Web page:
Rep. Gregory Meeks (D-N.Y.): Ranking Member of the House Subcommittee on Financial Institutions and Consumer Credit


The Root: Is there a way for the president to secure cooperation from Republicans?

Gregory Meeks: As President Obama enters the final two years of his presidency, he must continue to focus on reducing the income gap and creating opportunities for entrepreneurs, especially for women and minority businesses owners. He’ll be able to cut through the rhetorical distractions and partner with members of both parties who are willing to put America’s interests first in order to meet the very complex and undoubtedly difficult challenges that our nation and the world faces.


Kristin J. Carothers, Ph.D.:  Instructor in Clinical Psychology at Columbia University Medical Center


The Root: What can the president do to encourage a healthier mindset in America with regard to bipartisanship, togetherness and, perhaps, racial unity?

Kristin J. Carothers: If the president would like to improve the morale of people of color in light of the string of wrongful death incidents the nation has witnessed, he should begin a national conversation on the impact that racial biases have on our daily lives.


It might be helpful to implement a truth-and-reconciliation commission—similar to the one South Africa used after apartheid—to address the disparities in how law-enforcement officials treat blacks and Latinos versus whites, and, subsequently, why blacks and Latinos are overrepresented in the criminal-justice system. The commission can also address the socioeconomic disparities that affect poor people, regardless of their race or ethnicity.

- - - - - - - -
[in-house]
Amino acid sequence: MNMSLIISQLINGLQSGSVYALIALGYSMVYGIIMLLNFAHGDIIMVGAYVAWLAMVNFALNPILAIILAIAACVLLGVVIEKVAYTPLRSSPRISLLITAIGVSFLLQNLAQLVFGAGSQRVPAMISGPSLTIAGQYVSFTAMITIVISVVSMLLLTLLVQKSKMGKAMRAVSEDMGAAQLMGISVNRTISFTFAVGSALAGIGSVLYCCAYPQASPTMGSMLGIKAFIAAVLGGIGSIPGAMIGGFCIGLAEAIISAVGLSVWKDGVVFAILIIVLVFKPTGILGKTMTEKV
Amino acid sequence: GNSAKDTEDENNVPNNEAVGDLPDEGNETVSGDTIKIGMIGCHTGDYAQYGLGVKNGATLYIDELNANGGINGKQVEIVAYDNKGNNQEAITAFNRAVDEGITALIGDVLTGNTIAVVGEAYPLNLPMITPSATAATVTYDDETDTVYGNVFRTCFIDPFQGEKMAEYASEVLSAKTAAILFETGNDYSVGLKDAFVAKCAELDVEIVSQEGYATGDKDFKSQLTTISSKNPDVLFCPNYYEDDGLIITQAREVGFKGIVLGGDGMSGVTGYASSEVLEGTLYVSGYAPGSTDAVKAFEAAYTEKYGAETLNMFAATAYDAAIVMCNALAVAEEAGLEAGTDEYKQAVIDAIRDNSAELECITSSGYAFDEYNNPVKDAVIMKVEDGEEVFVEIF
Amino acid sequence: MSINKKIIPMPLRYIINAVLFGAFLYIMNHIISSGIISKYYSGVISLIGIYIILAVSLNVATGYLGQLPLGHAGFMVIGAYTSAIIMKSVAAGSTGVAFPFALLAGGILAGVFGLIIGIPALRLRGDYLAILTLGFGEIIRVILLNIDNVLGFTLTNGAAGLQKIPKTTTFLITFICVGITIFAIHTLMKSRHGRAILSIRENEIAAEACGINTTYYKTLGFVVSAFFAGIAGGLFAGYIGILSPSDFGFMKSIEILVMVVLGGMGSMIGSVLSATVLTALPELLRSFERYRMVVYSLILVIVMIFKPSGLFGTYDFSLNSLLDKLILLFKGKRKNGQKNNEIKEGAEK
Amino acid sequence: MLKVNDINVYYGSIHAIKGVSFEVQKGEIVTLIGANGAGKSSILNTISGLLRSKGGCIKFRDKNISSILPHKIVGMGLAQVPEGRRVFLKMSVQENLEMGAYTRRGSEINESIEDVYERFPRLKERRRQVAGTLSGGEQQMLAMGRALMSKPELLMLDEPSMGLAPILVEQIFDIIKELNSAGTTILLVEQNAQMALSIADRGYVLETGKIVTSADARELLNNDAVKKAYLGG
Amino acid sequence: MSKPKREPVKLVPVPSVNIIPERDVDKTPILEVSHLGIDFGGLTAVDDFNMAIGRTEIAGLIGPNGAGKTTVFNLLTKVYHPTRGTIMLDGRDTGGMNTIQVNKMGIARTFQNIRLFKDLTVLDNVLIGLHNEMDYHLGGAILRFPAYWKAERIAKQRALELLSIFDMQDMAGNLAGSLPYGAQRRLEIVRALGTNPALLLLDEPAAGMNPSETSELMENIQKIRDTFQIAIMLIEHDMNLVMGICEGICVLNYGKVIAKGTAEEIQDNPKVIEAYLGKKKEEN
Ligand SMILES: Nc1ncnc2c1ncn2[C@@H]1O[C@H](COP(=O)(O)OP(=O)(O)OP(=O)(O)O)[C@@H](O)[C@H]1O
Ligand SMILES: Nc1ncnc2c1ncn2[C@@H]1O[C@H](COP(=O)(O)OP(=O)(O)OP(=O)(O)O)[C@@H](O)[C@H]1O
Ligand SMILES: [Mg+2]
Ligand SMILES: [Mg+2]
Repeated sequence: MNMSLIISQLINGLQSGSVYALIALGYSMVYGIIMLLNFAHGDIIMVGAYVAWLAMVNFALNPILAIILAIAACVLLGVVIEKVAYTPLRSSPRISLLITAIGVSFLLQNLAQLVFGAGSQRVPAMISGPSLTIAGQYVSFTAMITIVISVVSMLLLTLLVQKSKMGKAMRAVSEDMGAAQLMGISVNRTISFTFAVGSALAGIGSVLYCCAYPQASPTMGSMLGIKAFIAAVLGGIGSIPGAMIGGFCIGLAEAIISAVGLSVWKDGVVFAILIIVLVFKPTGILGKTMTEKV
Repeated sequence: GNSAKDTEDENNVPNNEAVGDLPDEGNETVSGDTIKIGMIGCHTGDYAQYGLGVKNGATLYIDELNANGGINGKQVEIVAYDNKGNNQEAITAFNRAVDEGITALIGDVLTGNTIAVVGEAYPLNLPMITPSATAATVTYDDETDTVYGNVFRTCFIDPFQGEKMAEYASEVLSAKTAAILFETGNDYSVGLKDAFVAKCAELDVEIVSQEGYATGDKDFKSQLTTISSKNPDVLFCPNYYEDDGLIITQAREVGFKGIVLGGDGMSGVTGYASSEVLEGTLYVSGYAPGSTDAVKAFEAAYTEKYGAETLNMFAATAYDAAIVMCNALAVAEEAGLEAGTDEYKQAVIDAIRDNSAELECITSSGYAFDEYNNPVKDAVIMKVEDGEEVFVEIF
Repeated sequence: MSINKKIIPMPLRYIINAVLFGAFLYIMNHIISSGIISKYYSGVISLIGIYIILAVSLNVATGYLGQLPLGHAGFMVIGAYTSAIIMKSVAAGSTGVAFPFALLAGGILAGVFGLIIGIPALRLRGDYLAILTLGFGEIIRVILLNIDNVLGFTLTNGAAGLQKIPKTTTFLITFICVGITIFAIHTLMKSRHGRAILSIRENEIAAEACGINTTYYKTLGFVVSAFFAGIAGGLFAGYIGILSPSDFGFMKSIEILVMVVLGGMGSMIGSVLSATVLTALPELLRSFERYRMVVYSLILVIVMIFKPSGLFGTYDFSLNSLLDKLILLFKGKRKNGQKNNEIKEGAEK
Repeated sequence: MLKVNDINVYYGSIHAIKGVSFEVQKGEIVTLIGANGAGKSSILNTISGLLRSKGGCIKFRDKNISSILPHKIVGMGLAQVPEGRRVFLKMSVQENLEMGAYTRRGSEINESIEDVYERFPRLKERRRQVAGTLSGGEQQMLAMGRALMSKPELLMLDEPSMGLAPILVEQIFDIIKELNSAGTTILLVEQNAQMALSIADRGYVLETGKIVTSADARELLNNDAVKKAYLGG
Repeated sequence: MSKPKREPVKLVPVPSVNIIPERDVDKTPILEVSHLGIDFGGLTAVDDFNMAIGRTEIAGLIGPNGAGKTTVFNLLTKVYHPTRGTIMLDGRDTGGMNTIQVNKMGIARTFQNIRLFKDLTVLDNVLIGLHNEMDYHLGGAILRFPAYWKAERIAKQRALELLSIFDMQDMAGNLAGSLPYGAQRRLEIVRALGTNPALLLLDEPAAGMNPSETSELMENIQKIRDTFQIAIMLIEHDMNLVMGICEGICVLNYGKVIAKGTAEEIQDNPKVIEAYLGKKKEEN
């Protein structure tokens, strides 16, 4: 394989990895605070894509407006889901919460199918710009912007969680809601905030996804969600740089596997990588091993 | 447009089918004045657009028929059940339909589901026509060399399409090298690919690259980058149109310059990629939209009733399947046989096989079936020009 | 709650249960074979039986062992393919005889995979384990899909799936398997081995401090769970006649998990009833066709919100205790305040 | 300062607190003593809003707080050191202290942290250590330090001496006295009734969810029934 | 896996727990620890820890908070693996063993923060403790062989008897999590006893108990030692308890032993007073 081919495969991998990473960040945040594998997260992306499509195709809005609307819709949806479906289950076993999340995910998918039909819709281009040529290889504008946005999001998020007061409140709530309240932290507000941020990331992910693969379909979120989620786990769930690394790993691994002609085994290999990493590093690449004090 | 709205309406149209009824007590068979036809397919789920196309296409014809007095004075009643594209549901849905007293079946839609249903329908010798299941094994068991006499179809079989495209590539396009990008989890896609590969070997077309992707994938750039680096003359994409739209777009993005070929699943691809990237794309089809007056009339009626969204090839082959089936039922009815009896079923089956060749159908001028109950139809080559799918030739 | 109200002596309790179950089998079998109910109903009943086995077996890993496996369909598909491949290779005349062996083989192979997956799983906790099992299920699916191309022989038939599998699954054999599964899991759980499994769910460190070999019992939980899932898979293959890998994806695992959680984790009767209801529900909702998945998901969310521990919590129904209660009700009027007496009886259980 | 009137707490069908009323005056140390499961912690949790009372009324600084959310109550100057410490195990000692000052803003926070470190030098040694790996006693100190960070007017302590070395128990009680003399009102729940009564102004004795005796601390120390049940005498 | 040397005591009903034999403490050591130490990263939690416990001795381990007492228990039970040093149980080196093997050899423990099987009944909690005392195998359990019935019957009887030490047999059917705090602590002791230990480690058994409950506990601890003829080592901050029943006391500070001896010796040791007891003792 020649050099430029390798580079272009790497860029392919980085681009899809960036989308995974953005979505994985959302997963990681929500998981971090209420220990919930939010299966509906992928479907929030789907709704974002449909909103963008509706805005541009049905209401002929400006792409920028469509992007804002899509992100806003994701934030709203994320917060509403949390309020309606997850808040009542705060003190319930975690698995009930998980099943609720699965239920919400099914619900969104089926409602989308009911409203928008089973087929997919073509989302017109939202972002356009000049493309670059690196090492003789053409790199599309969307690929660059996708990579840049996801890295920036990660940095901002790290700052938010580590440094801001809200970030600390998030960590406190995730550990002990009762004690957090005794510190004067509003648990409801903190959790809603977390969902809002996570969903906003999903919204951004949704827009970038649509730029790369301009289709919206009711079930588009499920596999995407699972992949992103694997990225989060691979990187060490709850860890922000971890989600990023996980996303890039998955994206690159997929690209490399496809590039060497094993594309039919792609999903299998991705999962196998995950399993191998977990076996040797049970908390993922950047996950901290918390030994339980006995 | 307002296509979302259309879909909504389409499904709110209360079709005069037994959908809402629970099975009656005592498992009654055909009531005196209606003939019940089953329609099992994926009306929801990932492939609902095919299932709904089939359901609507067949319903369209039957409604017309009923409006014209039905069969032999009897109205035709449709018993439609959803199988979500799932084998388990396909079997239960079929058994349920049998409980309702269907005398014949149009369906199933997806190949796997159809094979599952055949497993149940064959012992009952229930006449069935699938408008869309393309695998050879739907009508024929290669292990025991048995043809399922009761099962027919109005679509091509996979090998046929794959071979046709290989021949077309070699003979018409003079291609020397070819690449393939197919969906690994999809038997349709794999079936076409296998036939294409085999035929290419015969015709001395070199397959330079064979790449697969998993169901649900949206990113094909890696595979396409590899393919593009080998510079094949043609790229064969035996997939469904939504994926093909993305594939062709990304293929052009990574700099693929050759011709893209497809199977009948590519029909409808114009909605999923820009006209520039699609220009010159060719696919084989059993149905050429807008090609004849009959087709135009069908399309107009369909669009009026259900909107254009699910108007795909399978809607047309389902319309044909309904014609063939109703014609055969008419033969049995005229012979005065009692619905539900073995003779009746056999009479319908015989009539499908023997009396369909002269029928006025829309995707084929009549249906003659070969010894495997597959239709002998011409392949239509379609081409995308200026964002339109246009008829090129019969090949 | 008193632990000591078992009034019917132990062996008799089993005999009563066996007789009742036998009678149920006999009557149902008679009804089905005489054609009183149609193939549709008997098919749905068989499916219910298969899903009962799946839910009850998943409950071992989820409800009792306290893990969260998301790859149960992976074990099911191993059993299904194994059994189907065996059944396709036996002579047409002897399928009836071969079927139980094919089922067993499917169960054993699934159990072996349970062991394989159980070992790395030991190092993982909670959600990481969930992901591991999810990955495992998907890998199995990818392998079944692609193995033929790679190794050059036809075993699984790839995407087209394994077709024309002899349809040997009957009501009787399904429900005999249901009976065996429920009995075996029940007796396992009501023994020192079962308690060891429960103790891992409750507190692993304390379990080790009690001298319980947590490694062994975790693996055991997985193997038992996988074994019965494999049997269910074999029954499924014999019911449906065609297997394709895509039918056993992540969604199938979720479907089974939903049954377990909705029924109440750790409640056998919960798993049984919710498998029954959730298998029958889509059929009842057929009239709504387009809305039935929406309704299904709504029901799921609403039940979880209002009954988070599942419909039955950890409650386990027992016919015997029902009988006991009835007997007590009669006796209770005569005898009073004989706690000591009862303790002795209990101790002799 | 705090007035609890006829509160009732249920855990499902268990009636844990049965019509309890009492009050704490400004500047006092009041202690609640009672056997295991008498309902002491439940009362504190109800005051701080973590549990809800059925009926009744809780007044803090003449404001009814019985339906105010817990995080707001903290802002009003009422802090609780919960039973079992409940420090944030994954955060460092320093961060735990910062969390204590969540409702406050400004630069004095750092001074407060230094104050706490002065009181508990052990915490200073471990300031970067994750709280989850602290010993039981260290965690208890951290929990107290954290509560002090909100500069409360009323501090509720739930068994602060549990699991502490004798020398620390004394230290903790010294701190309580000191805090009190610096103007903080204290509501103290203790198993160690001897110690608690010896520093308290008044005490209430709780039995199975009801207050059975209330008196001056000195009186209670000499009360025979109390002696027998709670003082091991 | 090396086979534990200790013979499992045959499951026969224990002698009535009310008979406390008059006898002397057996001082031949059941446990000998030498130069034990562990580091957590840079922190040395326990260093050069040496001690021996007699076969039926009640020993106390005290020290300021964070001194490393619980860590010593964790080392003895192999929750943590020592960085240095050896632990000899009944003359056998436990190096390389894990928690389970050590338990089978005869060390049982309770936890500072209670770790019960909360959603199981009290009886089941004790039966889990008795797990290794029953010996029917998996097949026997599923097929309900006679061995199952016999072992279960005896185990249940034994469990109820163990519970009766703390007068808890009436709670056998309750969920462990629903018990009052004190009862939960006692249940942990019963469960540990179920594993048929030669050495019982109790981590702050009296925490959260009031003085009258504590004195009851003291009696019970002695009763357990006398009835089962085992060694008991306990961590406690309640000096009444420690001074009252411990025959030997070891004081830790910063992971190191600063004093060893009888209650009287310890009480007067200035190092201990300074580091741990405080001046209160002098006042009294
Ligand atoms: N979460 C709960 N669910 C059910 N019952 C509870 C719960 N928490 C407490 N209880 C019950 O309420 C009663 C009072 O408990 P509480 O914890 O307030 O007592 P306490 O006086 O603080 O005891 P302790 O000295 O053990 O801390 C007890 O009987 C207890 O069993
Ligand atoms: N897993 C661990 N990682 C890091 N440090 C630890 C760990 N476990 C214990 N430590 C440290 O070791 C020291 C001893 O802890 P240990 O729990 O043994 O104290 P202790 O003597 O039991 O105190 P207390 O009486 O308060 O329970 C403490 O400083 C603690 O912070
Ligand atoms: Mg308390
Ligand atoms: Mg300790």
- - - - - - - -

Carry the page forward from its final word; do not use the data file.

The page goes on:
The truth-and-reconciliation process is one way to heal the long-standing psychological damage that our society has endured as a result of slavery. It would also be important to acknowledge how this country was founded at the bloody expense of its founding groups, the Native Americans. Now, I know that digging this deep back into our past will not be a popular idea, since people typically don’t want to deal with their psychological trauma. Nevertheless, I believe having an honest conversation may encourage people who felt previously disenfranchised to become a part of the political process.


I think the fact that President Obama was re-elected shows that we are able to overcome some aspects of our collective psychological trauma, and that our culture is slowly changing.

Diana Ozemebhoya Eromosele is a staff writer at The Root and the founder and executive producer of Lectures to Beats, a Web series that features expert advice for TV and film’s most complex characters. Follow Lectures to Beats on Facebook and Twitter.